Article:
grotesque growth of this stone in the dream is explained as meaning the
establishment of an eternal kingdom. Jeffery Well says it is standing forever
in the universality of the kingdom in time, just as the mountain’s filling the
earth represents this universality in space.
That is basically the critical approach to Daniel chapter 2. The succession, you see, includes the apocryphal Median Kingdom, which will give you the four kingdoms before we get to the Greek Kingdom, and then in the context of the Greek Kingdom the mixture of iron and clay is the intermarriage between the Seleucids and the Ptolemys.
The second view finds the climax in the First Advent of Christ. Advocates of this view would say the critical view is wrong. Antiochus comes in the third kingdom not in the fourth. Advocates of this view would say Antiochus does not appear in this chapter at all. He may be in chapter 8 or 11, but he has nothing to do with chapter 2. There is no mention of him in chapter 2. This position would be: the head of gold is the Babylonian Empire, the breasts and arms are the Medo-Persian; the belly and thighs are the Greek Empire; with Alexander and his successors and the legs and feet are the Roman Empire. Then in the time of the Roman Empire, this stone cut without hands and smites the image appears, and that is Christ. By the birth, life and death and the resurrection of Christ, you have the decisive blow struck to the human empires. With his coming a new kingdom is established that covers the whole earth.
Look at page 45; E. J. Young is the representative here. Next to the last paragraph, bottom of page 45, is about chapter 7; the first paragraph is about chapter two.
The first paragraph is chapter 2. This is on page 79
of Young: “Most Christian expositors find a reference in Christ and the
progress of his kingdom.” This seems to be correct to me. “The stone, as
represented not being cut out of the mountain by hands, is in order to show it
is not prepared by men but by God. The blow which is delivered strikes the
metals in the reverse order in which they had been first described to show its
effects would not reach forward but backward on the remnants of former earthly
greatness. The kingdom of God will completely triumph, and the kingdom of men
as was represented by the image will be completely destroyed.” So it will be fulfilled
at the First Advent of Christ.
Now, I think you can see that there are some reasons for coming to that conclusion. You have a Babylonian Empire, then a Medo-Persian, then a Greek, and then a Roman. The Babylonian, Persian and Greek empires lasted a 100, 200 or 300 years, not enormous spans of time. Then you come to the Roman Empire, and in the early period of this empire you have the coming of Christ. It might seem that if you're going to say the great stone is the Second Advent of Christ you need to extend this Roman Empire in some way to not only the present, but also into the future. The Roman Empire is out of proportion with the others as far as time is concerned.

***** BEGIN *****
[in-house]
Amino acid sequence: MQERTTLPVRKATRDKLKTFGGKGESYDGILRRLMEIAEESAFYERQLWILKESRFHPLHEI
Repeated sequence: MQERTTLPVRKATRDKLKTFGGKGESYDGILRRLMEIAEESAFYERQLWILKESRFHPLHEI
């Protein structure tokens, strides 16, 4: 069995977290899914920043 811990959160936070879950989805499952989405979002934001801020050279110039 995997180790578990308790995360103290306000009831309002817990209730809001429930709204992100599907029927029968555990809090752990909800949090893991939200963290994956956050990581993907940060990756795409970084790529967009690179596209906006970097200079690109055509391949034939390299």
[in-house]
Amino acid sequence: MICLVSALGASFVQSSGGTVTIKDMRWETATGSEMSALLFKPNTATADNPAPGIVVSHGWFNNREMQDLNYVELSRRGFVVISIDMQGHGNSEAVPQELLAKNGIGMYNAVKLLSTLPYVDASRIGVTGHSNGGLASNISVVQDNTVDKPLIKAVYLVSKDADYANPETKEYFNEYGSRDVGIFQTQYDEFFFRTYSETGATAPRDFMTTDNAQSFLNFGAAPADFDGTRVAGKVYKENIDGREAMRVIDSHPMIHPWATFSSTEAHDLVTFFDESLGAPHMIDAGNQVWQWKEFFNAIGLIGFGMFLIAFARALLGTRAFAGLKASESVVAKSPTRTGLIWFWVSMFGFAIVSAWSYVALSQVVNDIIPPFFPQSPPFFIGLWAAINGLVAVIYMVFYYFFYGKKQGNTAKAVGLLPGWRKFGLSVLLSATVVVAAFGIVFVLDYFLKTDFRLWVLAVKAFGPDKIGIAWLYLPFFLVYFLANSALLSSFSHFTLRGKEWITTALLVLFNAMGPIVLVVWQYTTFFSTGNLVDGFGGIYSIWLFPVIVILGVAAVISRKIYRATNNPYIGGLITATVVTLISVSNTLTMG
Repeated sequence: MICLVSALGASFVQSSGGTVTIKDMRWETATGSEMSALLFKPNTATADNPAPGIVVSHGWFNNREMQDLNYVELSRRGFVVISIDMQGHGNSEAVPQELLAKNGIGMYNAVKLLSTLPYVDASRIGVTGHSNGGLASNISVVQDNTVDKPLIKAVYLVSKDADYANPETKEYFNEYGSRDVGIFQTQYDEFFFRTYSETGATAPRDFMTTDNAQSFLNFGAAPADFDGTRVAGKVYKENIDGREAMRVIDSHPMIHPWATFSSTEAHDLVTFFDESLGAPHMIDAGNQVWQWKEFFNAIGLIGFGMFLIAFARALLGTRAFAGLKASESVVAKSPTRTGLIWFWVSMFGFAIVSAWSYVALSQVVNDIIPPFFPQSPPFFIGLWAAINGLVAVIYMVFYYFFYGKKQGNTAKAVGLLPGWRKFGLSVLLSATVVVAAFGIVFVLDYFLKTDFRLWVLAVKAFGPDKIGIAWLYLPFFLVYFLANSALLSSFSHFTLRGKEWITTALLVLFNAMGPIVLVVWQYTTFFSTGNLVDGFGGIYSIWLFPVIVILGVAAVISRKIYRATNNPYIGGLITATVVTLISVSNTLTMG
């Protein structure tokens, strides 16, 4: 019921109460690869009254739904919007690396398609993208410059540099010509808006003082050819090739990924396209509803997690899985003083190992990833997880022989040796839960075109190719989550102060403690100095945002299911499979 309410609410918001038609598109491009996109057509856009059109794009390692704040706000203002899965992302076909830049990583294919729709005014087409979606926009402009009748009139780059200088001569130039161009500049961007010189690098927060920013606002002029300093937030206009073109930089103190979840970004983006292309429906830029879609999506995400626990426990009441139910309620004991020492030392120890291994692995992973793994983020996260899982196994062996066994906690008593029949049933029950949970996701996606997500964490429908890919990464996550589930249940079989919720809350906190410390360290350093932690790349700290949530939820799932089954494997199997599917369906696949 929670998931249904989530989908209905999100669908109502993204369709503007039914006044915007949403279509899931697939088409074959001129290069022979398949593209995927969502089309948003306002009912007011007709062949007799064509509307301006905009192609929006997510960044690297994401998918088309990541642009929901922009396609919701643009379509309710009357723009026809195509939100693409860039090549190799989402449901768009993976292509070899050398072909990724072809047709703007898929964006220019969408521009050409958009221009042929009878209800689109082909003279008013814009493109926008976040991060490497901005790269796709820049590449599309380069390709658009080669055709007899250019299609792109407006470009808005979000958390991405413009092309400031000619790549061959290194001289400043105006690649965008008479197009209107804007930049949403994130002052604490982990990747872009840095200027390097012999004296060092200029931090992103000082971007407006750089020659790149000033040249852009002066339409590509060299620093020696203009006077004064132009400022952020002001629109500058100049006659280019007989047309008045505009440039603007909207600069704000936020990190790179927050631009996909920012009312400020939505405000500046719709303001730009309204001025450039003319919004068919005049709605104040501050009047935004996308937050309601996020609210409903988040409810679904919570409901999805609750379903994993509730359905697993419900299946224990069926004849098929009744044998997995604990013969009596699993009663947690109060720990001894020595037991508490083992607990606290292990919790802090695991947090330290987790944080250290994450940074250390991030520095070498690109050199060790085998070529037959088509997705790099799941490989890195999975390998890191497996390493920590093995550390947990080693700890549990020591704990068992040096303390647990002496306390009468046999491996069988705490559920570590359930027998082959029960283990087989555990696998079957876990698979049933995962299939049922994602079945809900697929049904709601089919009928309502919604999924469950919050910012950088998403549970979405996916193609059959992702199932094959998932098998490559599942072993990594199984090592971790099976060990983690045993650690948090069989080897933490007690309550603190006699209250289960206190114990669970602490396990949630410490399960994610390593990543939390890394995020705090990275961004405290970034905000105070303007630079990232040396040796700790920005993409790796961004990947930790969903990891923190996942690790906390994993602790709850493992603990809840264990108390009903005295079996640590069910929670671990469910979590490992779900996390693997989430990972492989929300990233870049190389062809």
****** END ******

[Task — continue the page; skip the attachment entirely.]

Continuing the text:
But let me just pose some questions here before going on to the third view. When Daniel says in chapter 2, verse 35, that stone smites the image and he says, “It became a great mountain” and “It filled the whole earth,” what does that mean? Does that mean the kingdom that is established here is to be found in the spiritual realm with the spread of the gospel? Does it mean in the spread of the gospel through which the whole world eventually will become Christian? That would be a post-millennial view--a view we have not been talking much about. When we look at the prophecies of Isaiah, we looked at this post-millennial view that looks at the conditions of peace and justice as realized here on earth in a very literal sense but they will come about as the gospel is taken to the ends of earth. So with this view are you talking about the First Advent? Are you talking about a spiritual kind of kingdom? Or is it a kingdom that you have not seen yet but will be realized in the earthly, physical sense through the spread of the gospel? Or is this fulfillment to be seen in the connection with the Second Advent of Christ rather than the first? See, those are questions that can be asked.